next up previous
Next: Representing State Up: Design Patterns for Avionics Previous: Introduction

Structuring Avionics Control Systems


The top-level functional requirements and structural constraints on aircraft control systems can be categorized into two types of concerns: Flow and Models:

Flow. An ACS continuously collects a large number of inputs, including positional and environmental data from external sensors, state data about aircraft components and controls, and desired flight objectives and other control information. It ``converts'' these into a small number of outputs, primarily displays alerting Pilots about suggested control actions, and direct manipulations of aircraft effectors.

Nearly all system-wide top-level information flow in an ACS is inherently upward, from sensors to displays and effectors. Overall flow resembles that maintained, for example, in neural network designs. Even most ``feedback'' flow falls under this pattern. For example the state of a wing is obtained from sensors, not just assumed to be what its last effector command requested.

The functional form of flow in an ACS is transformational. Information continually changes form across paths from input to output. To be useful, nearly every representation across the overall flow of an ACS must be transformed according to some kind of filtering or conversion algorithm. For example, sensor data must be transformed from often-messy device-dependent readings into estimates of where the aircraft is. Filter functions represent the ``gates'' that connect stable representations.

Models. To carry out its functionality, an ACS must maintain coherent, accurate models of the world.

From a structural perspective, an ACS may be seen as an instance of a Model-View-Controller (MVC) design[7]. An ACS maintains a ``reactive'' model of the world that is controlled via updates in response to new data sources, and is viewed ultimately by displays and manipulators. MVC frameworks (along with numerous minor variants) split the roles of model-maintenance, input ``sources'', and output ``sinks'' across different components in order to isolate variation in how each of the associated responsibilities may be accomplished. In an ACS, there is scarcely even an alternative to this structure. Modeled aircraft properties may rely upon any or all of a number of different sensors, controls, estimation rules, guidance modes, and/or policies. These properties may be used to generate outputs in any of several ways. It would be inconceivable to construct a set of components that merge all possible combinations. Instead, components of each type are linked together to serve particular purposes.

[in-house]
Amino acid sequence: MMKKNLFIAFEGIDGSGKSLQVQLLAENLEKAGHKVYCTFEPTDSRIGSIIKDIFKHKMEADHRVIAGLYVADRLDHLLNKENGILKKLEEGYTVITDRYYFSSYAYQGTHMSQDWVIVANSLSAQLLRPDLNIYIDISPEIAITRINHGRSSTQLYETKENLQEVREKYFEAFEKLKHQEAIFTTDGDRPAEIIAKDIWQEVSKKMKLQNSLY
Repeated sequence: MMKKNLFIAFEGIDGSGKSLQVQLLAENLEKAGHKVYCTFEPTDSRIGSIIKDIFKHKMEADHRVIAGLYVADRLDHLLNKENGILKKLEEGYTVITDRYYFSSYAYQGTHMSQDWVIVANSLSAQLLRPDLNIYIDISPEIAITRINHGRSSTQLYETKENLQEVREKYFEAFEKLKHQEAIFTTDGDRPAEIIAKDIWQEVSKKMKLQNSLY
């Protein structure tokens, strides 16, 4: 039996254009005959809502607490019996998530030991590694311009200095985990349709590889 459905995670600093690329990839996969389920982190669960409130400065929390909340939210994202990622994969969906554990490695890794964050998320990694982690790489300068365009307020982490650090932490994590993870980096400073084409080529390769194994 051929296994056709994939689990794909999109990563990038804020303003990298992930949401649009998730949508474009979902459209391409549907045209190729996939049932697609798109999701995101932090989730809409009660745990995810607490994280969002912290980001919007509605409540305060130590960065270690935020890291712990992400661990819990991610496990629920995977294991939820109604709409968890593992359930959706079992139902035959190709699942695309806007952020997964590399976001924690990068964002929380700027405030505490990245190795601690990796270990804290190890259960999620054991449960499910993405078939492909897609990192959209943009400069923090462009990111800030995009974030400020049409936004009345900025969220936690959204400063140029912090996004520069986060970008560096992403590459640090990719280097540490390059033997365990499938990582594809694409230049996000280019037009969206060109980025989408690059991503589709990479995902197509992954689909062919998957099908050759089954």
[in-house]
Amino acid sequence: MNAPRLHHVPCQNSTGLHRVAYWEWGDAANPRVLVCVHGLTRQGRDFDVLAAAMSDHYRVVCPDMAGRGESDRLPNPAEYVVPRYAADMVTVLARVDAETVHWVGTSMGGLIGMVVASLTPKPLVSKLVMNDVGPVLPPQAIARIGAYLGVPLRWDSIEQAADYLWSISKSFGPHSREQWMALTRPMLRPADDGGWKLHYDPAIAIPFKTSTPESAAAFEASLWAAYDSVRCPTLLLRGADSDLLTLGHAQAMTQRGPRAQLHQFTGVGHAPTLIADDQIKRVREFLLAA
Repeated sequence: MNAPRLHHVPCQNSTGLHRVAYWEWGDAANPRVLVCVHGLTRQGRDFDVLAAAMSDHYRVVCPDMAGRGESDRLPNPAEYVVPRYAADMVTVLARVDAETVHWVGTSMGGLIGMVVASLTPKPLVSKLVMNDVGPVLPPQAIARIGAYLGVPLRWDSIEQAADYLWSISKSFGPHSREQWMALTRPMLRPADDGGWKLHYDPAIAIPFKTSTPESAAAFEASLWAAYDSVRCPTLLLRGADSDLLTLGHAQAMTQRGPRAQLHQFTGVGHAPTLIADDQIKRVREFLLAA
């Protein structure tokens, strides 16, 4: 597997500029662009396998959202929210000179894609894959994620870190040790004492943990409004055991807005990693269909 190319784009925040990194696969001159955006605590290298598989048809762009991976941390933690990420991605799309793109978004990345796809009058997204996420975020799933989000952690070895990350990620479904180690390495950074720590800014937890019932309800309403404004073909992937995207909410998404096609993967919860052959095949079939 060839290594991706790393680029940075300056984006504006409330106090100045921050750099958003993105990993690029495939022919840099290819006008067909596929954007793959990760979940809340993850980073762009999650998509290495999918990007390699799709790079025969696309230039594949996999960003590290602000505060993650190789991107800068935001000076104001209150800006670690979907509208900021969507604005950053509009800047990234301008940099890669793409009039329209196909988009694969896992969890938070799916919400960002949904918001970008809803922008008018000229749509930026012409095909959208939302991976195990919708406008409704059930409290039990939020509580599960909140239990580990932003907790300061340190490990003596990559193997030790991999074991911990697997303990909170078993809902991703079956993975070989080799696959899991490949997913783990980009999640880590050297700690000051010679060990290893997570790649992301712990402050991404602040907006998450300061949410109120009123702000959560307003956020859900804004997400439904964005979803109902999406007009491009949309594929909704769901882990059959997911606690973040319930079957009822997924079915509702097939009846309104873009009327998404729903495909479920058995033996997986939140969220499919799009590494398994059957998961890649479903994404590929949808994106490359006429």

Because of the transformational nature of ACS systems, the linkage between models and other components is almost never a simple matter of arranging connectivity to propagate value updates. Instead updates must be performed via invocation of suitable filtering functions. These transformations may take any number of functional forms. It is even possible to transform sensor data in multiple ways to obtain multiple estimates. This leads to a second kind of separation principle in ACS design: Data transformation functions must be independent of the components that use them in the course of updating representations.

Algorithmic concerns also govern the top-level categorization of different kinds of models. The ``topmost'' model in an ACS is an Action model, representing desired effector and display settings. Essentially all known algorithms for computing these representations employ variants of a standard strategy. Estimated properties of the actual world are compared with ideal or desired properties that may be further transformed into changes in effector and/or display settings that reduce these differences. Thus, Error models representing differences between actual and desired state play a central role in ACS systems. Because error models are used to effect particular changes in the aircraft, they must take a very simple form, typically representing only a few summary attributes. To support the comparator algorithm, other ACS models are subdivided into two similar yet mostly independent categories, Navigation models, that represent the actual state of the world, and Objective models, that represent desired state.

Design Steps

  1. Construct components maintaining Models, each Representing the state of the aircraft and significant aspects of its environment:

  2. Construct components serving as Sources and Sinks for models:

  3. Construct computational signal-processing components:

  4. Construct policies, algorithms, and components that tie components together:

next up previous
Next: Representing State Up: Design Patterns for Avionics Previous: Introduction

Doug Lea
Tue Mar 28 08:50:41 EST 1995